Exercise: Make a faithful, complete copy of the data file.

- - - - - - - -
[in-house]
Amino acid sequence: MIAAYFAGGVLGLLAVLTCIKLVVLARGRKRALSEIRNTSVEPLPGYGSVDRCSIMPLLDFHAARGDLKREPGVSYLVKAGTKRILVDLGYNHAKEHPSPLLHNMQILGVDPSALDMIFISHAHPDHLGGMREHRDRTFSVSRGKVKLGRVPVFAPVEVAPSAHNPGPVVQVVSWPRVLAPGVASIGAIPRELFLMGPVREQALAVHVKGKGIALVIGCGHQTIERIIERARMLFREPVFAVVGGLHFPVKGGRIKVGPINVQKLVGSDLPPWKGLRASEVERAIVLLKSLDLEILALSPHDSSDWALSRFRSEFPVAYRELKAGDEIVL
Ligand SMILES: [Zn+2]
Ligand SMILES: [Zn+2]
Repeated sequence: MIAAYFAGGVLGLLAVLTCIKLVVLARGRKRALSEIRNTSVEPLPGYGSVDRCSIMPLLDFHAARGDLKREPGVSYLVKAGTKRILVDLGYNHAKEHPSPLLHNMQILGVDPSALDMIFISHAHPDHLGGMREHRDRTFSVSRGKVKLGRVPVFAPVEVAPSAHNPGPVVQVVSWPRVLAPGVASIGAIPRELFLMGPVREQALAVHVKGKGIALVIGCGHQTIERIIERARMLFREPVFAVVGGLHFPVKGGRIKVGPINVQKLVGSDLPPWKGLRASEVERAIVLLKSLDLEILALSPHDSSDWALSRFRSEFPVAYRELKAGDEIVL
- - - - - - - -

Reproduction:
[in-house]
Amino acid sequence: MIAAYFAGGVLGLLAVLTCIKLVVLARGRKRALSEIRNTSVEPLPGYGSVDRCSIMPLLDFHAARGDLKREPGVSYLVKAGTKRILVDLGYNHAKEHPSPLLHNMQILGVDPSALDMIFISHAHPDHLGGMREHRDRTFSVSRGKVKLGRVPVFAPVEVAPSAHNPGPVVQVVSWPRVLAPGVASIGAIPRELFLMGPVREQALAVHVKGKGIALVIGCGHQTIERIIERARMLFREPVFAVVGGLHFPVKGGRIKVGPINVQKLVGSDLPPWKGLRASEVERAIVLLKSLDLEILALSPHDSSDWALSRFRSEFPVAYRELKAGDEIVL
Ligand SMILES: [Zn+2]
Ligand SMILES: [Zn+2]
Repeated sequence: MIAAYFAGGVLGLLAVLTCIKLVVLARGRKRALSEIRNTSVEPLPGYGSVDRCSIMPLLDFHAARGDLKREPGVSYLVKAGTKRILVDLGYNHAKEHPSPLLHNMQILGVDPSALDMIFISHAHPDHLGGMREHRDRTFSVSRGKVKLGRVPVFAPVEVAPSAHNPGPVVQVVSWPRVLAPGVASIGAIPRELFLMGPVREQALAVHVKGKGIALVIGCGHQTIERIIERARMLFREPVFAVVGGLHFPVKGGRIKVGPINVQKLVGSDLPPWKGLRASEVERAIVLLKSLDLEILALSPHDSSDWALSRFRSEFPVAYRELKAGDEIVL